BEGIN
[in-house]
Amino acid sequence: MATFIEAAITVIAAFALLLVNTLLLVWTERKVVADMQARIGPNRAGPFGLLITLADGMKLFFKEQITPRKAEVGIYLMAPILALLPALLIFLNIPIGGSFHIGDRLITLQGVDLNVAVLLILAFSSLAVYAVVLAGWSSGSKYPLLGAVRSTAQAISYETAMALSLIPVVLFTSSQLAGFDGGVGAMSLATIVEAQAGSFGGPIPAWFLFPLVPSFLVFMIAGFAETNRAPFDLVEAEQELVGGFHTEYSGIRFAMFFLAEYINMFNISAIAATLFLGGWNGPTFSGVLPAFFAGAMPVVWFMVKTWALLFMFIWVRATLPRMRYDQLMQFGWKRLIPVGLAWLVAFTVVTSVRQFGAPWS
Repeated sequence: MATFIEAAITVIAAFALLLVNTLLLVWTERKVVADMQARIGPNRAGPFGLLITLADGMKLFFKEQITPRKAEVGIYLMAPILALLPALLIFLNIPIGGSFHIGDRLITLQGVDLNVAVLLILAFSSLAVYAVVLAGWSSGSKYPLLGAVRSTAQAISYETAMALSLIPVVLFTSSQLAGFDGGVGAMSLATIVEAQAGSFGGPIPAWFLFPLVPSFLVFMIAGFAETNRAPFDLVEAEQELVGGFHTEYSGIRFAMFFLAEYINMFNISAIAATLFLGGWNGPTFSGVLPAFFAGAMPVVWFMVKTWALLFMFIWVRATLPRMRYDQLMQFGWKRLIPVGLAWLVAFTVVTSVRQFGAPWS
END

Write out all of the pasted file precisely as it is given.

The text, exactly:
[in-house]
Amino acid sequence: MATFIEAAITVIAAFALLLVNTLLLVWTERKVVADMQARIGPNRAGPFGLLITLADGMKLFFKEQITPRKAEVGIYLMAPILALLPALLIFLNIPIGGSFHIGDRLITLQGVDLNVAVLLILAFSSLAVYAVVLAGWSSGSKYPLLGAVRSTAQAISYETAMALSLIPVVLFTSSQLAGFDGGVGAMSLATIVEAQAGSFGGPIPAWFLFPLVPSFLVFMIAGFAETNRAPFDLVEAEQELVGGFHTEYSGIRFAMFFLAEYINMFNISAIAATLFLGGWNGPTFSGVLPAFFAGAMPVVWFMVKTWALLFMFIWVRATLPRMRYDQLMQFGWKRLIPVGLAWLVAFTVVTSVRQFGAPWS
Repeated sequence: MATFIEAAITVIAAFALLLVNTLLLVWTERKVVADMQARIGPNRAGPFGLLITLADGMKLFFKEQITPRKAEVGIYLMAPILALLPALLIFLNIPIGGSFHIGDRLITLQGVDLNVAVLLILAFSSLAVYAVVLAGWSSGSKYPLLGAVRSTAQAISYETAMALSLIPVVLFTSSQLAGFDGGVGAMSLATIVEAQAGSFGGPIPAWFLFPLVPSFLVFMIAGFAETNRAPFDLVEAEQELVGGFHTEYSGIRFAMFFLAEYINMFNISAIAATLFLGGWNGPTFSGVLPAFFAGAMPVVWFMVKTWALLFMFIWVRATLPRMRYDQLMQFGWKRLIPVGLAWLVAFTVVTSVRQFGAPWS